18
May 11

wtf moments rereading kipling #5

FT8 comments • 408 views

“One does not expect the make-and-break of the magneto — that tiny two-inch spring of finest steel — to fracture (…).” From 1924’s ‘The Prophet and the Country’, published in 1926’s Debits and Credits. Does anyone today who isn’t a Kipling scholar associate him with the cult of fast motors? There’s actually a whole slew of stories — beginning with “Steam Tactics” in 1902 — which set him up to be the Jeremy Clarkson* of his day, not least because he liked to travel fast, and to take revenge on the foolish officials who baulked him (he was a motorist as early as 1899, when “fast” wasn’t even 20 mph…) (*Wind in the Willows, about the ACTUAL J.Clarkson of his day, didn’t appear till 1908…)

Comments

  1. 1
    tom w on 18 May 2011 #

    Isn’t They, or perhaps it’s the one you cite there, considered to be the first literary mention of the motorcar? (By which I mean, I think it is, but am not sure). His fascination with technological innovation led him down some very modernistic paths really – the spooky repetition of Mrs Bathurst, or the incredible story Wireless. (Much of Tom McCarthy’s C seems to come from that story).

  2. 2

    I think “Steam Tactics” is just earlier than “They”: I’d have to check — but they’re both collected in Traffic and Discoveries (1904?). The car in “They” is somewhat more of a “mystical vehicle” that can carry you far into a strange unreal realm — in “Steam Tactics” a lot of the business is the comedy of cranky technology, and the social comedy that arises.

    Absolutely re his poetics of technological innovation: there’s a story — is it “.007”? — about pirates in the far east taking revenge on the gunship that had them arrested and imprisoned, which is nine-tenths about how to jury-rig a steam-boiler to travel one last journey…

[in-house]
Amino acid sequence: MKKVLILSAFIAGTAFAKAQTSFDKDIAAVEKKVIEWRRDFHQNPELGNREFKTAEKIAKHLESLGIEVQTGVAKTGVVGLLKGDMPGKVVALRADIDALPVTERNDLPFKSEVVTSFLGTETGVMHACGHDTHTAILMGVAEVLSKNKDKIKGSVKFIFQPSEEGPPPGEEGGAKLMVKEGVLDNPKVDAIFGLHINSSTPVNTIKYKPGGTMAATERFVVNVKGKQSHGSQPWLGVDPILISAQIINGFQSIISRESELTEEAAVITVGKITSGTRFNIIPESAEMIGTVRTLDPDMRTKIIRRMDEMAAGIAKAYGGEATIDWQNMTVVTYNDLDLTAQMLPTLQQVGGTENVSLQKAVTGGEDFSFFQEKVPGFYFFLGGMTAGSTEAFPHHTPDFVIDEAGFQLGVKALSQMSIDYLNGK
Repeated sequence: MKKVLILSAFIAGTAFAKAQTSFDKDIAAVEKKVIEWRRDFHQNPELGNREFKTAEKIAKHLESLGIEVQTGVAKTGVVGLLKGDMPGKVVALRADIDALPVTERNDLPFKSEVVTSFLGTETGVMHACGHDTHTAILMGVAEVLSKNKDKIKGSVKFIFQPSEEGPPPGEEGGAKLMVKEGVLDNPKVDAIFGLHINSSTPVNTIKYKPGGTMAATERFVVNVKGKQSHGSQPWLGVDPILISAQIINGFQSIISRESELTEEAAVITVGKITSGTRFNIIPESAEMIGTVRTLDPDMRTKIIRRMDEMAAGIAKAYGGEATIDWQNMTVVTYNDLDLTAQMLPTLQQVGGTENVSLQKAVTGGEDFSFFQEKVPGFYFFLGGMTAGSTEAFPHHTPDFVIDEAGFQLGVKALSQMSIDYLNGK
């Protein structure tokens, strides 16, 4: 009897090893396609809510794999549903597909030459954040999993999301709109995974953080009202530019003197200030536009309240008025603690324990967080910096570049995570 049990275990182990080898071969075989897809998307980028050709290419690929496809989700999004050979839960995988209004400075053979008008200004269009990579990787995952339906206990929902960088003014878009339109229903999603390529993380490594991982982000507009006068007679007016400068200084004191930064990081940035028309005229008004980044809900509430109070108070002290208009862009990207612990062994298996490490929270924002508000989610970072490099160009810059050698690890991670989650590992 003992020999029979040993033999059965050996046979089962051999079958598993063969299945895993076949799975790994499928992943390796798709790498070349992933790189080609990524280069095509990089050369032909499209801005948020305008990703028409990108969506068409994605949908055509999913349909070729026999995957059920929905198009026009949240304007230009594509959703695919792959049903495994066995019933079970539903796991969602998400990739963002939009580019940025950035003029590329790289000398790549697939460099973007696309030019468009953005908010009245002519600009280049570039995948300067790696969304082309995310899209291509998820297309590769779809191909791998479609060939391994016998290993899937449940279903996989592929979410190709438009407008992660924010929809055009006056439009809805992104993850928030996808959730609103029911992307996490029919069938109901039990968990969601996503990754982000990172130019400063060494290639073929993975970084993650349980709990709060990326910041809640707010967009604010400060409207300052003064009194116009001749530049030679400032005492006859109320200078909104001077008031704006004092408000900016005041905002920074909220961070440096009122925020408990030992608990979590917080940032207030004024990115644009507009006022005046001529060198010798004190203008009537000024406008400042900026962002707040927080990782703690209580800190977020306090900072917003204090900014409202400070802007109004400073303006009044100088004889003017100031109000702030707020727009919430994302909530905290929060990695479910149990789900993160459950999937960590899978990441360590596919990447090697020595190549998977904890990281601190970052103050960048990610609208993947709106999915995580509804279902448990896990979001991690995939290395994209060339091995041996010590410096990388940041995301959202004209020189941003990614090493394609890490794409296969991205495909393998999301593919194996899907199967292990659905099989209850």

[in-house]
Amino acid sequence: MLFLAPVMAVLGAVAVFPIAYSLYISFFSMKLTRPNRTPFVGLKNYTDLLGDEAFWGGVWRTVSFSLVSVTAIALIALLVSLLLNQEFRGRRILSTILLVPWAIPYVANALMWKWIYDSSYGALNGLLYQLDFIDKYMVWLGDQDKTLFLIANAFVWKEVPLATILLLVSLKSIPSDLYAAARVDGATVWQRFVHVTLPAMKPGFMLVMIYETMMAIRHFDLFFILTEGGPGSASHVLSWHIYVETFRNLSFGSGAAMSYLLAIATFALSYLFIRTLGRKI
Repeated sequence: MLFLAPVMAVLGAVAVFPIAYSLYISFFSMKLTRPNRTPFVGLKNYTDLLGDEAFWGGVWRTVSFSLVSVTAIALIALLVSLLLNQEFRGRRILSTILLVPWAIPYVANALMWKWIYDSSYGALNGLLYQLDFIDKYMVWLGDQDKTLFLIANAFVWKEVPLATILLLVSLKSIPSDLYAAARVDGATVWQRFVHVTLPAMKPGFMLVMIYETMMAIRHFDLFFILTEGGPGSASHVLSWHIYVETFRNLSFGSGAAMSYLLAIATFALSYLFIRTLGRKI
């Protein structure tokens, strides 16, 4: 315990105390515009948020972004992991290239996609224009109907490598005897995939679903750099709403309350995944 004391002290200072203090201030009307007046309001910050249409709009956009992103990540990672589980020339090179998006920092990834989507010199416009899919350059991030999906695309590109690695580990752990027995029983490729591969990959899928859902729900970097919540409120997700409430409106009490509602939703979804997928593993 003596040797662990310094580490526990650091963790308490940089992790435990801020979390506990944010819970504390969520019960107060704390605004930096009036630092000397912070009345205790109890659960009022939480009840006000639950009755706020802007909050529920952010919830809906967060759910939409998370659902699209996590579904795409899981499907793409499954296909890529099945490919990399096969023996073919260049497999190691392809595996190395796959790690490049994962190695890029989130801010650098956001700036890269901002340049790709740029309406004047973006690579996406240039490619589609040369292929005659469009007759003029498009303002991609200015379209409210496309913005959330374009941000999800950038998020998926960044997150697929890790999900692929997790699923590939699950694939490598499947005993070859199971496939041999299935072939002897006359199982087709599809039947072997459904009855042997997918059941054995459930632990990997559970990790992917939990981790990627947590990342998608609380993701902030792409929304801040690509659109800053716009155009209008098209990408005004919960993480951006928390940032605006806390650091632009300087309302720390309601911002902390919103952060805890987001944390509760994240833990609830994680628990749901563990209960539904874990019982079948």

3. 3
    tom w on 18 May 2011 #

    That pirates story rings a bell, but I don’t think it’s .007, that’s the first-person steam-train story, unless that’s the one you mean? Something to look into at the weekend! Haven’t read Steam Tactics, although was flicking through T&Ds just last night, will give it a go – thanks.

  4. 4

    Yes: “Steam Tactics” and “Wireless”, 1902, “They” and Traffics and Discoveries 1904.

    And the story about the pirateship is 1895’s “The Devil and the Deep Sea”; 1897’s “.007” is about trains, and I should certainly post about it. Both are collected in 1898’s The Day’s Work

  5. 5
    tom w on 18 May 2011 #

    I don’t know, but you might, if you’re feeling strong, care to look at the second section of a thing on ghost stories I wrote a while ago, a bit on Kipling. It’s only potentially of interest, because I was fascinated by the way Kipling yoked his love of the technological with the ghost story in The End of the Passage – in this case that symbol of rational verity, the Kodak camera.

    In fact, rather like MR James’ Casting the Runes (with its early film show), his story The End of the Passage, could be seen as a prototype for the Ringu movies.

    Sorry if this is gross ill-manners, the piece is very much tl;dr:

    http://theidiotandthedog.wordpress.com/2009/10/31/james-kipling-welch-three-ghost-stories-for-all-hallows-even/

  6. 6

    i’d love to! i’ve been meaning to start tying kipling’s ghost/horror stories into MRJ’s somewhere: “casting the runes” is next but one, i believe, though i’m not necessarily down to do it…

  7. 7
    Alex on 18 May 2011 #

    See also “As Easy as ABC” and “With the Night Mail” – nuclear-powered airships and global technocratic authoritarian government. And he wrote a poem about submarine telecomms cables. He did quite a bit of science fiction and most of it is good.

  8. 8

    Yes I plan to write something about those two also. I’m halfway through the last but one collection of short stories at the moment, but there’s lots to go back to.

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